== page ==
Why chartered flights could be a game-changer for WNBA players

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Since the WNBA launched in 1997, teams have primarily traveled on commercial airlines due to financial reasons. And all travel parameters were part of the collective bargaining agreements between the league and players' union. But in recent years, the call for charter flights has grown more insistent.

Players have cited health and safety concerns, explaining that commercial travel adds to fatigue, which impacts performance. Plus, the growing popularity of WNBA players has made their security in public places a more urgent issue.

The WNBA began using charters for all playoff games in 2023. But on Tuesday, the league -- without going into specifics -- confirmed even bigger travel changes are coming.

"We intend to fund a full-time charter for this season," WNBA commissioner Cathy Engelbert said. "We're going to as soon as we can get it up and running. Maybe it's a couple weeks, maybe it's a month ... We are really excited for the prospects here."

Engelbert said it's projected to cost around $25 million per year for the next two seasons, according to The Associated Press. But other details -- including the funding for charters and what happens to the commercial tickets already purchased for teams' travel -- haven't been announced. Switching to charters is a landmark move for the players' working experience, one of Engelbert's priorities.

The growth of the college season, which had record television viewership numbers, and the WNBA appears to have accelerated interest and investment in women's basketball.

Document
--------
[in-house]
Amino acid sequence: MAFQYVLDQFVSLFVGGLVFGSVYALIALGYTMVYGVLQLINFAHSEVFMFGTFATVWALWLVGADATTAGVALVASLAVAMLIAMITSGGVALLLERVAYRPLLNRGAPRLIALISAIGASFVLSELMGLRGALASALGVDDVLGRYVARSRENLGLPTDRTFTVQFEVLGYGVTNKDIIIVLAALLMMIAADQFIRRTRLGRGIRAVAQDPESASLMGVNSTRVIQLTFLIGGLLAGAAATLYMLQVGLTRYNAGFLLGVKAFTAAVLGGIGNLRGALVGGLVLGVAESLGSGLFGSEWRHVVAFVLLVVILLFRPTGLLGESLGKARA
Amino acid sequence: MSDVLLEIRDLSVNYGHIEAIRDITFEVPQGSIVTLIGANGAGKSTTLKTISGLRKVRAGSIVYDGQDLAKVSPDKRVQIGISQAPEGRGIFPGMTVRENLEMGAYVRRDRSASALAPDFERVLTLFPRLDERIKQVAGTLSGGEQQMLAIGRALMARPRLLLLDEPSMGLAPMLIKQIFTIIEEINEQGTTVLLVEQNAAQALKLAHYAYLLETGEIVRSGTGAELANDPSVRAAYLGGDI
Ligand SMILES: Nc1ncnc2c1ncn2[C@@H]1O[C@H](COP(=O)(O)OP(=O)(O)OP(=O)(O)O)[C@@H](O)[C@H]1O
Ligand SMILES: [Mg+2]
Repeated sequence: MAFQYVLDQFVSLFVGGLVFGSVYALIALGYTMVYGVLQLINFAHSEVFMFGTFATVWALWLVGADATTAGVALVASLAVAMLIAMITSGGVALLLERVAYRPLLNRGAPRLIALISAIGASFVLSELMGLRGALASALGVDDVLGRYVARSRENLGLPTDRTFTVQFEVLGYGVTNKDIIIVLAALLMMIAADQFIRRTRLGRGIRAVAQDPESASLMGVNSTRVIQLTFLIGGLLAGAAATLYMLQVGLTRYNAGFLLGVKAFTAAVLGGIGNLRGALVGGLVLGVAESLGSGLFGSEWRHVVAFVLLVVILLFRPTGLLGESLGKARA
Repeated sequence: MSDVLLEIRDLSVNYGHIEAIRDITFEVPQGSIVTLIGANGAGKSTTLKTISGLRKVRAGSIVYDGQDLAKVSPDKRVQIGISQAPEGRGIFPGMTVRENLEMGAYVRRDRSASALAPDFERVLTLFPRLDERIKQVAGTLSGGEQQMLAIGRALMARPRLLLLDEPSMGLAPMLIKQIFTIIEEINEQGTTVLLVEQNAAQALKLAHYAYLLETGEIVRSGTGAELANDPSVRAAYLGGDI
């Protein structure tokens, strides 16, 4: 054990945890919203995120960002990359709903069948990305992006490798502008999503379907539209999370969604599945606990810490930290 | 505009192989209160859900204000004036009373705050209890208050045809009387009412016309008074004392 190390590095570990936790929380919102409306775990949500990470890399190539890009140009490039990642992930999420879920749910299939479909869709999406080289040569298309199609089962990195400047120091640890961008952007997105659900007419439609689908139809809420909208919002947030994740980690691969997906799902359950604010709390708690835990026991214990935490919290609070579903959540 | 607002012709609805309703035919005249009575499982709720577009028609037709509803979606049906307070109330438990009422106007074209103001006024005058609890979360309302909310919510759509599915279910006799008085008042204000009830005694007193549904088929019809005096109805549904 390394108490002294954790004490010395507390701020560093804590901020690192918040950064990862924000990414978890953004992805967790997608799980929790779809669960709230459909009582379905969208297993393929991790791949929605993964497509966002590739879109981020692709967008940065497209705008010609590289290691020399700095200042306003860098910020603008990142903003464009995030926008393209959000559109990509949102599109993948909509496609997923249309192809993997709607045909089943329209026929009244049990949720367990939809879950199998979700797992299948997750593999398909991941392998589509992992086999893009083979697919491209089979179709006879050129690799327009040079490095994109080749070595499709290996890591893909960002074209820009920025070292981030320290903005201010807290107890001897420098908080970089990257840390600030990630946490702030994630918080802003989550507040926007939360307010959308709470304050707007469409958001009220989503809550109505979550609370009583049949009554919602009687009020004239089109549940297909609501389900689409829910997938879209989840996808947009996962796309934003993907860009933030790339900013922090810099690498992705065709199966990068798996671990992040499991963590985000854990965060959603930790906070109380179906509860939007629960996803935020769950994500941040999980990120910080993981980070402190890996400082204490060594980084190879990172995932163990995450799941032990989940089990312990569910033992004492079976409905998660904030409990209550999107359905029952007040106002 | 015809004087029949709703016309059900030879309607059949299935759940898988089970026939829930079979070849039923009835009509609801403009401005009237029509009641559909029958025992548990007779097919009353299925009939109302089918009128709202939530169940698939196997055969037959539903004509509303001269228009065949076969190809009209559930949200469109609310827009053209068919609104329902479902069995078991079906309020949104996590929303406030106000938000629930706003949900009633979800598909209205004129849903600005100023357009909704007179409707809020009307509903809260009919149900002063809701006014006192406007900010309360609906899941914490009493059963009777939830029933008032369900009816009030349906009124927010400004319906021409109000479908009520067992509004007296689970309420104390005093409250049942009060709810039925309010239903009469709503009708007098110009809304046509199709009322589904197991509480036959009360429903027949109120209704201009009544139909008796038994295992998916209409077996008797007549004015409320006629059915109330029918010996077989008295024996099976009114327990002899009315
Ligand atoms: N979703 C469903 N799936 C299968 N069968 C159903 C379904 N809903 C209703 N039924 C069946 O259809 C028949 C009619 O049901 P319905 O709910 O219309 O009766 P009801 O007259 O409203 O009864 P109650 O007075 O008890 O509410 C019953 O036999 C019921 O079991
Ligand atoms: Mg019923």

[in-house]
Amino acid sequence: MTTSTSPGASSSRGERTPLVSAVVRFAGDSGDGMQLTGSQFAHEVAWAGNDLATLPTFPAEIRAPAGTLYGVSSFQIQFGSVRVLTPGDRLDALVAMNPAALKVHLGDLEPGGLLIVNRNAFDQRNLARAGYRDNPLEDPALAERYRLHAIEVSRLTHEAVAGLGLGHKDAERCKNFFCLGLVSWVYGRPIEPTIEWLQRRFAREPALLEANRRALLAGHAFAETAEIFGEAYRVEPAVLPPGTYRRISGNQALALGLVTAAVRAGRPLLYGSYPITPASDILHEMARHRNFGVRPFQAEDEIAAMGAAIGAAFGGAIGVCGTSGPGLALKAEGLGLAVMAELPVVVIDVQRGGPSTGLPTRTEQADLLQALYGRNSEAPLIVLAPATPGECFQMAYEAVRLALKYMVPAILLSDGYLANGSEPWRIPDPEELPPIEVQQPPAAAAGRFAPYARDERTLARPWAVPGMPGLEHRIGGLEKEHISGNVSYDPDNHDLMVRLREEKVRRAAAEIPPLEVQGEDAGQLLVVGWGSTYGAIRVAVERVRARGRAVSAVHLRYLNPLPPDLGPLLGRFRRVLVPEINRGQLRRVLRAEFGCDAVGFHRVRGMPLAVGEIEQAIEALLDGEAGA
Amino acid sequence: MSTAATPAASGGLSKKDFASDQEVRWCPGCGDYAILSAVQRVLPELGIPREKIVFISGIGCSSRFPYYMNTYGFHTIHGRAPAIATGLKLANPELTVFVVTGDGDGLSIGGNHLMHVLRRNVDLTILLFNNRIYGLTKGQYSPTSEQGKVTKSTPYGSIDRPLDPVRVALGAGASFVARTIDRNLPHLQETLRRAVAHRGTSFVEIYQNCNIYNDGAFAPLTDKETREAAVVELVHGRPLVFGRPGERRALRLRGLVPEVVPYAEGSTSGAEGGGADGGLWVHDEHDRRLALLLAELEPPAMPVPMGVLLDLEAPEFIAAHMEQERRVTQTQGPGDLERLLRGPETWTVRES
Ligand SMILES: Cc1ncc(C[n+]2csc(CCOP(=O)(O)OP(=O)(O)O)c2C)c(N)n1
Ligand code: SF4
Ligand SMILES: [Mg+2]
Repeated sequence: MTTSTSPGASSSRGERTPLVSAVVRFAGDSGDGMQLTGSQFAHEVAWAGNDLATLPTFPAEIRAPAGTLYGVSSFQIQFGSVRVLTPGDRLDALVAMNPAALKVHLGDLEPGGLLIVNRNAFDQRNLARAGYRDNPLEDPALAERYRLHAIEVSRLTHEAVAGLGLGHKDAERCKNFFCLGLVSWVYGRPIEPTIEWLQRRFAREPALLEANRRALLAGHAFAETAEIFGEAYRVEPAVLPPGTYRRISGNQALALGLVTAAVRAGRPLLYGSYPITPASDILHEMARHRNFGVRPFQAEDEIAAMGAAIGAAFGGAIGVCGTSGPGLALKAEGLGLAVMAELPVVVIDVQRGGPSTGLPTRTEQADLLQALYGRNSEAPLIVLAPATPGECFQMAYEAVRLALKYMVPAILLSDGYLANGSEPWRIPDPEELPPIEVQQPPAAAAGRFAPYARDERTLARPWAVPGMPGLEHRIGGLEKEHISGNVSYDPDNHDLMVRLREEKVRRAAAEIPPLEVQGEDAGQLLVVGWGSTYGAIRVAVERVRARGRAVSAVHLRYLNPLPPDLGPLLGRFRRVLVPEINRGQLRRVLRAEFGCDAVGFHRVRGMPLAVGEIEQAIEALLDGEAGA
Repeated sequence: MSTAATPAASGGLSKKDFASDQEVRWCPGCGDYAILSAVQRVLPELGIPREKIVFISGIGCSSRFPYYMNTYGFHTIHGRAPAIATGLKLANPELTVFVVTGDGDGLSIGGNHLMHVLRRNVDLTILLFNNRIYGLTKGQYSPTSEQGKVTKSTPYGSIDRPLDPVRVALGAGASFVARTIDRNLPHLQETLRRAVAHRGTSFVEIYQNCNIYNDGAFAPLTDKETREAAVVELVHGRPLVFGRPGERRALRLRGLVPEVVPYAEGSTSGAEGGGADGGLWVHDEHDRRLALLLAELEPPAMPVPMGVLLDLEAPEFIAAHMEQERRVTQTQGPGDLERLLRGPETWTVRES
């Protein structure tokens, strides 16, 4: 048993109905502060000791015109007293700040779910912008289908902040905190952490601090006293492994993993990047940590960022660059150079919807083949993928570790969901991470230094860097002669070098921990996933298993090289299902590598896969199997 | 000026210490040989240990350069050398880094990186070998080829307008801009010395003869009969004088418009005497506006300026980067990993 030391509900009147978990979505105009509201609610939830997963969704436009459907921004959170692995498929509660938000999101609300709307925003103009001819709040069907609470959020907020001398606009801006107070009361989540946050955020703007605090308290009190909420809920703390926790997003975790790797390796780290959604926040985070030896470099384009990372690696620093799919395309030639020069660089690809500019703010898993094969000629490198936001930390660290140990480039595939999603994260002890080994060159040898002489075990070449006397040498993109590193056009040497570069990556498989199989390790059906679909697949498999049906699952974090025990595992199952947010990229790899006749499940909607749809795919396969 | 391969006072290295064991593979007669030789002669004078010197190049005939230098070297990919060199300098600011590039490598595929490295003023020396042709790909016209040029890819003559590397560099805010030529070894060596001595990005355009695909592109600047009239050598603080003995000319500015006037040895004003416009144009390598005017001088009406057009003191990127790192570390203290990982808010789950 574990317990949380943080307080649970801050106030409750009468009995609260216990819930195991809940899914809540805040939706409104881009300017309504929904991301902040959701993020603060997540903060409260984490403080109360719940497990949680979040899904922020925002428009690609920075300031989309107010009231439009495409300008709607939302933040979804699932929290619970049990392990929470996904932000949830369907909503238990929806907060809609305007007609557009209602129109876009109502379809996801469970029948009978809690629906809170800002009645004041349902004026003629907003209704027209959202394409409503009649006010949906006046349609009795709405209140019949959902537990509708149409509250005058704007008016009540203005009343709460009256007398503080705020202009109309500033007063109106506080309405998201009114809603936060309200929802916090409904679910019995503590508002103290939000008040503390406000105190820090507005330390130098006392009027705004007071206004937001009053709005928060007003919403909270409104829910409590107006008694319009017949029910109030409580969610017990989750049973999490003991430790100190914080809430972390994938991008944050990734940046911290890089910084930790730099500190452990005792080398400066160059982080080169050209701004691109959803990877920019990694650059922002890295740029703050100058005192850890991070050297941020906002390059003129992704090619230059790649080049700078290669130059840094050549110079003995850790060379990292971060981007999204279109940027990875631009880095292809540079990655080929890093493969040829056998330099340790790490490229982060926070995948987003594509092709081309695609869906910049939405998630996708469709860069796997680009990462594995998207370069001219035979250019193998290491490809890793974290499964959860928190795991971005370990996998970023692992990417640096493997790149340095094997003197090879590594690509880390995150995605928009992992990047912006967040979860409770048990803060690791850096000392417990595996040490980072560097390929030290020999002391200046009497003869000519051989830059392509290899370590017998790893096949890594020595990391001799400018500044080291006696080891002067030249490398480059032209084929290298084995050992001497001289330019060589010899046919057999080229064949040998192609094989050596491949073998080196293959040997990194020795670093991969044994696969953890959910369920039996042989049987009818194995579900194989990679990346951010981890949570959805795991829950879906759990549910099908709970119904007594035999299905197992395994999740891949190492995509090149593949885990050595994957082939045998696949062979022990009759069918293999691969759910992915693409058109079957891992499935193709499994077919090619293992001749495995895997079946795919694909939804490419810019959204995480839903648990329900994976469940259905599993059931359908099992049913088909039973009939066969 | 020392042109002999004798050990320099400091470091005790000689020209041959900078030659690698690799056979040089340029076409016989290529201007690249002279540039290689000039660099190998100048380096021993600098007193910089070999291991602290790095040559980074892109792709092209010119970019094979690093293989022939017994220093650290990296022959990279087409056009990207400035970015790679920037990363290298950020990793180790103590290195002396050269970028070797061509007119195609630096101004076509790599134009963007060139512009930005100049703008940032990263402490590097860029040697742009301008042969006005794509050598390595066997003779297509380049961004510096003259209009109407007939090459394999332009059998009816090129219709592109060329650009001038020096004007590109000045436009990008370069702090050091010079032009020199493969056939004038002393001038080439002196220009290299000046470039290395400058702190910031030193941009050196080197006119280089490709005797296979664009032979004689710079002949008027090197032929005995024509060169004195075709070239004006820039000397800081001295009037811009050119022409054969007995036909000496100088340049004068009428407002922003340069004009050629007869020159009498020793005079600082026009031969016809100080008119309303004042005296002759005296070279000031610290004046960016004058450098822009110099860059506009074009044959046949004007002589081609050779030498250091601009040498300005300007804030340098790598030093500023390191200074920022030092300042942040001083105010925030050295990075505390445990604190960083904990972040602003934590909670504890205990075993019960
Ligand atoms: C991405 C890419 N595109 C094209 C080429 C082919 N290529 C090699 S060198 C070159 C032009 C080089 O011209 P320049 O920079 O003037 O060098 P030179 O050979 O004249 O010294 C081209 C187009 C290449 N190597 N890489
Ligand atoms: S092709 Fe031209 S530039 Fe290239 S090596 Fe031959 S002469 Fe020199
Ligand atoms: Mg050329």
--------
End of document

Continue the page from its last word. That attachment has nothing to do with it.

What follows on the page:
"We've been on a wave," Minnesota Lynx and U.S. Olympic team coach Cheryl Reeve said Tuesday on a media call. "But this is like a bit more of a tsunami. If you think the status quo is going to work, you're going to miss out on opportunities to capitalize. Having more of a forward-thinking mindset, being innovative -- that time is now."

ESPN's Kevin Pelton, Alexa Philippou and Michael Voepel look at what the move means for the WNBA season and for the players and the collective bargaining agreement going forward.

WNBA players have been clamoring for full-time charters for some time. Why is the league doing this now?

Philippou: As recently as last month at the WNBA draft, Engelbert said, "We have to be in the right financial position" for chartering and "we're not going to jeopardize the financial viability of this league ... we'll do it at the appropriate time." She has repeatedly said the WNBA has to be able to fund it long-term, not just find a solution for a year or two.